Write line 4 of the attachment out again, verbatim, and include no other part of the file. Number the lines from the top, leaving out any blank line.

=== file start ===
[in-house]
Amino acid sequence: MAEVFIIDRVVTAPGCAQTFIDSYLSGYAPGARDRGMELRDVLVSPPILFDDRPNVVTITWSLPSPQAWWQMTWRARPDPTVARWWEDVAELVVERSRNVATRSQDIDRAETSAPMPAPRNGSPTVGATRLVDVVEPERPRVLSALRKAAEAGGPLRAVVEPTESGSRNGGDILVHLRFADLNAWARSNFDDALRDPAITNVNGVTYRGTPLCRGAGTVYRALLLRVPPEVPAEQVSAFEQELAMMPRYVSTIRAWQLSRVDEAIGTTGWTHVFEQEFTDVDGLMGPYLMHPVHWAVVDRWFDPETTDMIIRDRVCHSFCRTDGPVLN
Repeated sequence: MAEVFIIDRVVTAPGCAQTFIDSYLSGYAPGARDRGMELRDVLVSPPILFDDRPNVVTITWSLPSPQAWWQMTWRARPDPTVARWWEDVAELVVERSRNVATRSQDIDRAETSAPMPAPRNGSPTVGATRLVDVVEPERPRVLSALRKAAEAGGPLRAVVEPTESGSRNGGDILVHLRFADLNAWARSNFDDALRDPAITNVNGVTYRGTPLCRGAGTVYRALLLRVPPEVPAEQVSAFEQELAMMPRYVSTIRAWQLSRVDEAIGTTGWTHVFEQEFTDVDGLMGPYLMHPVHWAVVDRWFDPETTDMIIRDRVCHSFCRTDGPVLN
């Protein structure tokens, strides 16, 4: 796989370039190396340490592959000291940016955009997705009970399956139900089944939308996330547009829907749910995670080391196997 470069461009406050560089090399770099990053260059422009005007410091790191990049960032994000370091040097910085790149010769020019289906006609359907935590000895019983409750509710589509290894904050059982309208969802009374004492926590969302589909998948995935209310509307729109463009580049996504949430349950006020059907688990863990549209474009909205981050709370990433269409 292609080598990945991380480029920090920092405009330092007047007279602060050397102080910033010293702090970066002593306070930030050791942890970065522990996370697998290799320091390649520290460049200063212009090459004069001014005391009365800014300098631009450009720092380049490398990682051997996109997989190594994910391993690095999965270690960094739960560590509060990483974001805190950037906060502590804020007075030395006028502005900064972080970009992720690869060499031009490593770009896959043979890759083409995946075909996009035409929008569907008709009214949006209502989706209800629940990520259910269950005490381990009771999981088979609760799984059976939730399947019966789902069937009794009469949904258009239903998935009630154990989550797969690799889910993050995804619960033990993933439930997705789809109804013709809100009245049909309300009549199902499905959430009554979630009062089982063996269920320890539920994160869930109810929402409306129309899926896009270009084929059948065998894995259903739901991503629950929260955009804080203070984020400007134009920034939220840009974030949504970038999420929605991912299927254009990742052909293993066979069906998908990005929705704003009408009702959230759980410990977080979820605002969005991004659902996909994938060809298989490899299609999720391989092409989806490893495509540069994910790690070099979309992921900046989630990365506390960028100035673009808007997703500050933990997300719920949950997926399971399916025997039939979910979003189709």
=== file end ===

């Protein structure tokens, strides 16, 4: 796989370039190396340490592959000291940016955009997705009970399956139900089944939308996330547009829907749910995670080391196997 470069461009406050560089090399770099990053260059422009005007410091790191990049960032994000370091040097910085790149010769020019289906006609359907935590000895019983409750509710589509290894904050059982309208969802009374004492926590969302589909998948995935209310509307729109463009580049996504949430349950006020059907688990863990549209474009909205981050709370990433269409 292609080598990945991380480029920090920092405009330092007047007279602060050397102080910033010293702090970066002593306070930030050791942890970065522990996370697998290799320091390649520290460049200063212009090459004069001014005391009365800014300098631009450009720092380049490398990682051997996109997989190594994910391993690095999965270690960094739960560590509060990483974001805190950037906060502590804020007075030395006028502005900064972080970009992720690869060499031009490593770009896959043979890759083409995946075909996009035409929008569907008709009214949006209502989706209800629940990520259910269950005490381990009771999981088979609760799984059976939730399947019966789902069937009794009469949904258009239903998935009630154990989550797969690799889910993050995804619960033990993933439930997705789809109804013709809100009245049909309300009549199902499905959430009554979630009062089982063996269920320890539920994160869930109810929402409306129309899926896009270009084929059948065998894995259903739901991503629950929260955009804080203070984020400007134009920034939220840009974030949504970038999420929605991912299927254009990742052909293993066979069906998908990005929705704003009408009702959230759980410990977080979820605002969005991004659902996909994938060809298989490899299609999720391989092409989806490893495509540069994910790690070099979309992921900046989630990365506390960028100035673009808007997703500050933990997300719920949950997926399971399916025997039939979910979003189709």